Every year, Cacique creates a new costume, which is the same for all members. No hierarchies, anyone can participate. All you have to do is buy the costume and use it on the day. The bloc party’s construction is totally horizontal and its participants are all equal, with the same cacique skin. “A free and radical contract in its anti-bureaucracy”, says the author of the aforementioned studied book, Maurício Barros de Castro. The only thing that the bloc party demands is that one joins the collective.
This “disorganization” in its genesis evidenced a form of political power. In the words of Vergara himself:
“ [...] the movement that was made, that of looking outside, led me to discover a group such as Cacique de Ramos, who had an absolutely political and organized discourse; “we are 7 thousand and we are all caciques, we are all equal and we are all different.” And the operation called my art was to move from that place of carnival, which is, in a way, a place of oblivion, to another place, the museum, which is a place of memory, remembrance and permanence.”
“Of its 7,000 members, I am 1.” That is the group’s motto. This voice affirms the equality of the members and, simultaneously, the uniqueness of each one. Something like the 3 musketeers, “all for one and one for all”, but a lot larger. 7,000 adults, youths, men, women, black people and white people: most from the impoverished periphery, an army of the people with indigenous skins and the beat of drums. The nappa and silk screen costumes colored white, black and red, created every year by Romeu de Vasconcellos, brought forth the uniform’s aspect of wearing the same skin. The incorporation into one single body. The face paint, referencing native North-Americans, was made with adhesive tape, and each one brought its own uniqueness, none were exactly like the other.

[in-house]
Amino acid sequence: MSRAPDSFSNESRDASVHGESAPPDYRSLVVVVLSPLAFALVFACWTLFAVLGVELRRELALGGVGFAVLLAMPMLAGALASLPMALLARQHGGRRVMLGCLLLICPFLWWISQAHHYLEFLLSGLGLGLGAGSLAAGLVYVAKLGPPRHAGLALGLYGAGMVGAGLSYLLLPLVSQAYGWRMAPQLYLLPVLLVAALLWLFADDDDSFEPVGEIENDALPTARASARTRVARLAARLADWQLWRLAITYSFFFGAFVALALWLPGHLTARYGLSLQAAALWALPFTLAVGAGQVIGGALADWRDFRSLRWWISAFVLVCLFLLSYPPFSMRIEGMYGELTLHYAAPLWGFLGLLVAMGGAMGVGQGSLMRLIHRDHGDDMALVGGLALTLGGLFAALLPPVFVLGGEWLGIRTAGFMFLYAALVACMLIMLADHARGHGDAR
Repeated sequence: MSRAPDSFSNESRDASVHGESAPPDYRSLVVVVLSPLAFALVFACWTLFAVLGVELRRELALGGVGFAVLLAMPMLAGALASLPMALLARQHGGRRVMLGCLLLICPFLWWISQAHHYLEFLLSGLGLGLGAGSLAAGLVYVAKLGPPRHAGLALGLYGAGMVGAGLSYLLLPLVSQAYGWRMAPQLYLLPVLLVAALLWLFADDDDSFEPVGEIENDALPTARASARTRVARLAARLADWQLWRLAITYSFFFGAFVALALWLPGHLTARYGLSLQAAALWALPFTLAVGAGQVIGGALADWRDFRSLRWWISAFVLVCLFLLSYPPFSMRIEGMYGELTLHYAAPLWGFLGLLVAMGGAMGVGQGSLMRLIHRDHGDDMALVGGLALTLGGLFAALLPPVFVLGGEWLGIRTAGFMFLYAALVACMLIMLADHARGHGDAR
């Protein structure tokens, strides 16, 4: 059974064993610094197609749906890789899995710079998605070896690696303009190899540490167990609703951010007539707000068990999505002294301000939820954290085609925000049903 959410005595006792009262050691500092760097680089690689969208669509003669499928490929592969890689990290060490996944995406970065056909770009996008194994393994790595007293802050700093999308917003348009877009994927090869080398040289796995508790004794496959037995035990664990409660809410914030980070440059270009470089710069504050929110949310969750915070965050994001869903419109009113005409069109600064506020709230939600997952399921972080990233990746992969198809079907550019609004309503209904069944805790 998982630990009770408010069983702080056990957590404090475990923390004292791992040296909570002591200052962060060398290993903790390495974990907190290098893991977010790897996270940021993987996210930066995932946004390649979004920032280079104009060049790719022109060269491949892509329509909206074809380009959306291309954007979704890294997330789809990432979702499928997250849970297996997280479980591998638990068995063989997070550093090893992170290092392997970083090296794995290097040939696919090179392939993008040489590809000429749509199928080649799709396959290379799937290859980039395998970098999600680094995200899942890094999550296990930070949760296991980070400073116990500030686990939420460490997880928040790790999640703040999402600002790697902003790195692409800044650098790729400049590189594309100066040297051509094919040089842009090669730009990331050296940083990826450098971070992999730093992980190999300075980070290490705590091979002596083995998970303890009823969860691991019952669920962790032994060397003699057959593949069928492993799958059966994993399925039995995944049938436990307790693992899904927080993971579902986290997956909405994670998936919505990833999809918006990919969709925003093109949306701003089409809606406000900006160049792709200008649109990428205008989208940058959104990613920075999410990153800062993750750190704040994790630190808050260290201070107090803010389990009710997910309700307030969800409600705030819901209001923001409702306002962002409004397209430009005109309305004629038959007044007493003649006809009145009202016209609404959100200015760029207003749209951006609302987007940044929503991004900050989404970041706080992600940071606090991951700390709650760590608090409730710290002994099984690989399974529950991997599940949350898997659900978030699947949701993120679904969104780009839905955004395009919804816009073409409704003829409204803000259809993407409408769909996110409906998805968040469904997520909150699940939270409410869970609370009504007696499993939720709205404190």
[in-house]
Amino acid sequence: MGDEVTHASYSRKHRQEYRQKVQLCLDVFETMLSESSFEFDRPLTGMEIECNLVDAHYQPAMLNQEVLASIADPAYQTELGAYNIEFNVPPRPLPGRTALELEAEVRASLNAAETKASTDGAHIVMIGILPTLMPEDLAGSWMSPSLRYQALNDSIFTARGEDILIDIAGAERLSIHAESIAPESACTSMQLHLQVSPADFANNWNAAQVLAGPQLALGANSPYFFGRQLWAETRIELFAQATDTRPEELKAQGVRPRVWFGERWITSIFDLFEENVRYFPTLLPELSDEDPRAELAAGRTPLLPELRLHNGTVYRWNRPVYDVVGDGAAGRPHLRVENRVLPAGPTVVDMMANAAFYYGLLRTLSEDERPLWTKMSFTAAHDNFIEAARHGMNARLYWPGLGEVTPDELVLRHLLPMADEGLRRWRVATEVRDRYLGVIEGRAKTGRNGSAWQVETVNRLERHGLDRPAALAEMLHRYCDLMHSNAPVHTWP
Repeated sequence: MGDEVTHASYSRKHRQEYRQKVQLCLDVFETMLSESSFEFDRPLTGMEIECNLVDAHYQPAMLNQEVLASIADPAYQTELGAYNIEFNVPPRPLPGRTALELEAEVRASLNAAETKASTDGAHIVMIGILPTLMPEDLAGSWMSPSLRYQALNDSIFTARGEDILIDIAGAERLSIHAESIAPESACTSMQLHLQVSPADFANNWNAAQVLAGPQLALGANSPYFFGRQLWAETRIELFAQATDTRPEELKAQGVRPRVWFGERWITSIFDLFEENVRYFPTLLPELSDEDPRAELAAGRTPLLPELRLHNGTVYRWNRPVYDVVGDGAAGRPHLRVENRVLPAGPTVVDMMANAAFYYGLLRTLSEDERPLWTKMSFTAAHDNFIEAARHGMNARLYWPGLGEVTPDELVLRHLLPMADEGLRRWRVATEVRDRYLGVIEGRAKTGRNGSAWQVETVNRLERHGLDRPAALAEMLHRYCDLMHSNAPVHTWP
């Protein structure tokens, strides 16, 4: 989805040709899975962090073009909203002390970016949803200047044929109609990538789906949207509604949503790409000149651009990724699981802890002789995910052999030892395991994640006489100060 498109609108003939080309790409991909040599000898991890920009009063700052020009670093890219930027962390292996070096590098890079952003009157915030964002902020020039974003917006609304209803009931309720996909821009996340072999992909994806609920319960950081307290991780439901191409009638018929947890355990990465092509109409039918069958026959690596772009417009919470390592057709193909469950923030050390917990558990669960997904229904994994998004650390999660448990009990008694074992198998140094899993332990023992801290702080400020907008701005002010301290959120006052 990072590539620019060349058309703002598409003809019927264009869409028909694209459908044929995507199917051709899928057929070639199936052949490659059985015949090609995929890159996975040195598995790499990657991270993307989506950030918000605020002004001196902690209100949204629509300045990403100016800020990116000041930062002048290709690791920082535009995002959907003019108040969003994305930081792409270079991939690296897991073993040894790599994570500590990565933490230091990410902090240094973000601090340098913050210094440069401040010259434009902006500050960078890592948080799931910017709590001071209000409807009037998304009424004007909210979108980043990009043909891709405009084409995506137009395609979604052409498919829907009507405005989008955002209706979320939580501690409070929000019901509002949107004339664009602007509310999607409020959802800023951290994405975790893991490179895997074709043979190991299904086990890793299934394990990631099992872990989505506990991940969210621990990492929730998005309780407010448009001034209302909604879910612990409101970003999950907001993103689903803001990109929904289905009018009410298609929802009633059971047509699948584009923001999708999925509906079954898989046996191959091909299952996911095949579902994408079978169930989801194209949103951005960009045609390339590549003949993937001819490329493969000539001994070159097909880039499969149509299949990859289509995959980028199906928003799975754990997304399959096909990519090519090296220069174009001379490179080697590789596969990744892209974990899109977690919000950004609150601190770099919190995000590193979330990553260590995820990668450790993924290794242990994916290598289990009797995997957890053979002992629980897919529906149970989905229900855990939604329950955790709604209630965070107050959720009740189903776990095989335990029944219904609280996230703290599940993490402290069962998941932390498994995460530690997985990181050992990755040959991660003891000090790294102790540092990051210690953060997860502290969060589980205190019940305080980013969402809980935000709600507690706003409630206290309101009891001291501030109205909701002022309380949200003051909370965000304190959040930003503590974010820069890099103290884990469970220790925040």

On a trip to Búzios, Vergara observed from up close a group of snails stuck to a rock. At first glance, he perceived the snails as being all the same. But, upon closer inspection, each of them had a unique trait, singular features, just like the caciques of Ramos. Vergara began photographing the snails in several different positions and combinations, including the equal and not equal signs, proposing reflections regarding the singularities within a mass, a simple perspective based on the snails.